“This proposal includes one very important sentence: Develop imports to achieve economic balance and structural adjustment, and promote fundamental balance in trade accounts,” Liu He, a vice minister at the central government’s Office of the Central Leading Group on Financial and Economic Affairs, told MarketWatch. “That’s a big change from the old pursuit of trade surplus and export as a means to accumulate foreign currency.”
China’s government has said it is acknowledging the changing macroeconomic environment and the country’s new role as the world’s second-largest economy.
“They believe now China’s economy has gotten to the point where it can handle this kind of transformation,” said Fitz-Gerald. “Many people continue to believe that China will live and die by its exports to the United States. Not so – exports account for only about 30% of its GDP and even less of its growth as that nation shifts to internal consumption.”
Chinese domestic consumption grew at an average rate of 15% between 2001 and 2010, positioning the country as the world’s second-largest importer in 2010, according to China Daily. Total import value has surpassed $1.4 trillion – 10% of the global import total.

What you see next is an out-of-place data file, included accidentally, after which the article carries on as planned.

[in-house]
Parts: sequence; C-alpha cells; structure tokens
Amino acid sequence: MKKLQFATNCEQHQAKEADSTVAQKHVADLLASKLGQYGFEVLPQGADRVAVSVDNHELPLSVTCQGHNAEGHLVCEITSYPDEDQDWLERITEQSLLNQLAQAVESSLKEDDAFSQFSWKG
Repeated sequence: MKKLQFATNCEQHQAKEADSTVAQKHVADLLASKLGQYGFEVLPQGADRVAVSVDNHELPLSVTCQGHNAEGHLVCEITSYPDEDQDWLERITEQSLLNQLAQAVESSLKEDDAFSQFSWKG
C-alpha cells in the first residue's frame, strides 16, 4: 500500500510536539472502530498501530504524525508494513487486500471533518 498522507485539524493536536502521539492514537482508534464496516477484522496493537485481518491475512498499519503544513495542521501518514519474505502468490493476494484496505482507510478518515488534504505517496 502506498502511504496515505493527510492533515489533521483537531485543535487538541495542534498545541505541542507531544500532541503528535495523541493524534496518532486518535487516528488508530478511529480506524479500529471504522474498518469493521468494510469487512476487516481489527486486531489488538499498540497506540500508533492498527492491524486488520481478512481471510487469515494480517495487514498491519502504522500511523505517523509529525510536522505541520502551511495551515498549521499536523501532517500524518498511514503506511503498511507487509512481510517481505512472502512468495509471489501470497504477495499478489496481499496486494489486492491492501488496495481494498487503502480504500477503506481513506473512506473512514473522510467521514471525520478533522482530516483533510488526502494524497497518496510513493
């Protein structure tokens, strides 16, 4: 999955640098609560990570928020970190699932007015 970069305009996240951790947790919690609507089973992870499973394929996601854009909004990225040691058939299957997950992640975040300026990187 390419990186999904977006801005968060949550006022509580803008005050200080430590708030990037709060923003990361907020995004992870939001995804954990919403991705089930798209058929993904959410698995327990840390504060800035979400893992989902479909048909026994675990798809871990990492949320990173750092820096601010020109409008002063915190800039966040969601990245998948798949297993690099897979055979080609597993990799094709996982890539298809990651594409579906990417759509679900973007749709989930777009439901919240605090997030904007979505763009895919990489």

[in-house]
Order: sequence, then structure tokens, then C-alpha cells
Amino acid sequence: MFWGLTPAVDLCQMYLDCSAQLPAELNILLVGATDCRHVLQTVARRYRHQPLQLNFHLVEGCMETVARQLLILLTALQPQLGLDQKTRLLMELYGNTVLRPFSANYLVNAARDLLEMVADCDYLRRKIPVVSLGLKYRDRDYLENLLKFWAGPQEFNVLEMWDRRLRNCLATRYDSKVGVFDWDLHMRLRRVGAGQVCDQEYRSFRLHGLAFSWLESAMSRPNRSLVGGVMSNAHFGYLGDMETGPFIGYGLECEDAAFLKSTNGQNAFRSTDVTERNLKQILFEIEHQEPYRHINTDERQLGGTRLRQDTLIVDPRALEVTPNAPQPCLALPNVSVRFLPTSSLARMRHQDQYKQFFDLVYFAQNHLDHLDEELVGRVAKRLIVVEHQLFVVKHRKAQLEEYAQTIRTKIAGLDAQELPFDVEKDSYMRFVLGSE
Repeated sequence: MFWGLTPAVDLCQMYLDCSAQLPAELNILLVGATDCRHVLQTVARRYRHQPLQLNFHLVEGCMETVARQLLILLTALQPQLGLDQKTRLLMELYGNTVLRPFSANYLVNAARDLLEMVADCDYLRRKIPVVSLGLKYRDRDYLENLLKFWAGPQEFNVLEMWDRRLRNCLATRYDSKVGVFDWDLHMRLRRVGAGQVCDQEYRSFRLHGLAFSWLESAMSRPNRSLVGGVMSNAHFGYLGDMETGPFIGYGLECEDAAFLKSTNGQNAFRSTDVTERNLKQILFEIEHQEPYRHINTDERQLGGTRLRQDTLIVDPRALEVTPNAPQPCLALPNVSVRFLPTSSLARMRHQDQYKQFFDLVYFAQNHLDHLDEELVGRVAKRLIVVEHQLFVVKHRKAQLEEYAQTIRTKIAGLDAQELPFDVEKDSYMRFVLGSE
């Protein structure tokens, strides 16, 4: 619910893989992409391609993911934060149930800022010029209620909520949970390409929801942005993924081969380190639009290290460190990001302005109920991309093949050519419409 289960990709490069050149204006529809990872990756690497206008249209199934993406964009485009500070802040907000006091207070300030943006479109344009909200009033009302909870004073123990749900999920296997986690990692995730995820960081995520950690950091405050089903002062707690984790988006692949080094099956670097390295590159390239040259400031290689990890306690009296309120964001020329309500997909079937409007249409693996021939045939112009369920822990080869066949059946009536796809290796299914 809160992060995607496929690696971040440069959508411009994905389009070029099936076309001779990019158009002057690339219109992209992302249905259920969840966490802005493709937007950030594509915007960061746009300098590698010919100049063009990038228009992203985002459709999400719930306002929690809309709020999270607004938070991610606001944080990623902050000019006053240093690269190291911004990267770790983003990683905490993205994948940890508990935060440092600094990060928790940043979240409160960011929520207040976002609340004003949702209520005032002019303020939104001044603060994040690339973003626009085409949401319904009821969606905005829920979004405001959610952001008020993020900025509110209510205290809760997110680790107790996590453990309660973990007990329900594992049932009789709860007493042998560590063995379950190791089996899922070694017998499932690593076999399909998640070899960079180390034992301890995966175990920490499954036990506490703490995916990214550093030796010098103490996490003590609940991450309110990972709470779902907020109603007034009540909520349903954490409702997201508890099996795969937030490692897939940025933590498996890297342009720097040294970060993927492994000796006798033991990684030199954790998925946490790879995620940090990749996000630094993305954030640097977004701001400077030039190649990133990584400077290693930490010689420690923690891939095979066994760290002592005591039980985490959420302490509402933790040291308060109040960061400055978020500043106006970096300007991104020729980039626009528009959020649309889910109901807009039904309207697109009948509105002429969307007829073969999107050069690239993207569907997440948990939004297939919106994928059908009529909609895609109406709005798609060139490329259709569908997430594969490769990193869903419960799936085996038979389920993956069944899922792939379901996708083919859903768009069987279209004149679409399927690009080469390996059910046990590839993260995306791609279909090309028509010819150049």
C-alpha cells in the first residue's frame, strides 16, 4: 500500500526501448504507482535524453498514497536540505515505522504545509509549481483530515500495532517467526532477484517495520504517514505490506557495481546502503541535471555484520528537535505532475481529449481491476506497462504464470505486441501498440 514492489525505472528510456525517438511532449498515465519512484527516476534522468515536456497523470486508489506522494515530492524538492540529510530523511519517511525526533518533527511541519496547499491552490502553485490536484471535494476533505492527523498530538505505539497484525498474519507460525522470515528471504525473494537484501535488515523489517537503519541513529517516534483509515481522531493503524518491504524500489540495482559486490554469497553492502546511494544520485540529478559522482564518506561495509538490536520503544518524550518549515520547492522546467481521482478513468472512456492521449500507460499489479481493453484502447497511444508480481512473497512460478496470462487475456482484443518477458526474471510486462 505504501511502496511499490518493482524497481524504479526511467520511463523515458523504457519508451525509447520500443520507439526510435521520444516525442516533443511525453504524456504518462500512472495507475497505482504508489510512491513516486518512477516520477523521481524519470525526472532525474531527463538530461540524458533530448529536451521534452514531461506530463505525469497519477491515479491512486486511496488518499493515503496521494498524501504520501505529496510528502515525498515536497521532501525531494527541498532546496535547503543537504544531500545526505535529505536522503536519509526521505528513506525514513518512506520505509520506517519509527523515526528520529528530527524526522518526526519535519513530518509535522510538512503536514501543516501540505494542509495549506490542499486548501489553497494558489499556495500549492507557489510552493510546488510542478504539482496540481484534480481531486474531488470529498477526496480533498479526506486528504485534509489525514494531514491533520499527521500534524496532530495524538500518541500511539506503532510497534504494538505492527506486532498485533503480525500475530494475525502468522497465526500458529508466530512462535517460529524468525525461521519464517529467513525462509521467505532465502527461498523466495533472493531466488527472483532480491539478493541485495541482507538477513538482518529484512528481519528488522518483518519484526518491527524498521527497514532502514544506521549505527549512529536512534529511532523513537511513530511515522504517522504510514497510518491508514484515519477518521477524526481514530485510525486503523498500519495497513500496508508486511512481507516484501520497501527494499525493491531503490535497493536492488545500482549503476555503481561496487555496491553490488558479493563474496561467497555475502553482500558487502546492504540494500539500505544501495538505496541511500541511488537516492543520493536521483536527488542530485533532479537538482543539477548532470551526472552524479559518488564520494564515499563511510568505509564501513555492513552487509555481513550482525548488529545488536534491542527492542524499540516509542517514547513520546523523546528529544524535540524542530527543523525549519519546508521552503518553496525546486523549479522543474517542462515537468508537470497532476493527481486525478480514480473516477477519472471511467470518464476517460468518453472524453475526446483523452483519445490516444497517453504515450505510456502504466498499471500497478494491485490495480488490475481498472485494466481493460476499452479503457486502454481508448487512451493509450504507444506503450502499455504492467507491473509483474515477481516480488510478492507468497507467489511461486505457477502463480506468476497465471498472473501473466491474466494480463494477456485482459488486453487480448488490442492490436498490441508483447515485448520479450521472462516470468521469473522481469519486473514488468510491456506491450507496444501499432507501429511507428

China’s trade with the United States totals about $305 billion in exports, or about 20% of China’s export total. That’s about 5% of China’s GDP, which means a significant drop in U.S. imports would not be the crippling blow that many economists have suggested in the past.
The State Information Center forecast China’s imports to rise 20% in 2011 while exports increase by 16%. That would trim the trade surplus by 13.2%.
Li Jian, a researcher with the Chinese Academy of International Trade and Economic Cooperation, said in a statement on the Chinese Ministry of Commerce Website that China would reach its goal of boosting imports by cutting import duties, subsidizing interest payments on loans for imports of certain products, and generally facilitating import activity. Li estimated China’s imports would grow 10%-20% in 2011.
China has already started cutting import tariffs on some electronic items like laptops and digital cameras by 10%-20%.
The commerce ministry announced during the recent Commerce Work Conference that it would be developing guidelines to encourage imports of mechanical and electrical products this year. It will also focus on imports related to clean energy, aerospace, infrastructure materials, automotive and technology information.
And despite continuing claims from U.S. officials that China’s yuan is significantly undervalued, the currency strengthened 3% against the dollar last year and is on course to make further gains in 2011. Some economists expect the yuan to hit around 6.3 per dollar by yearend.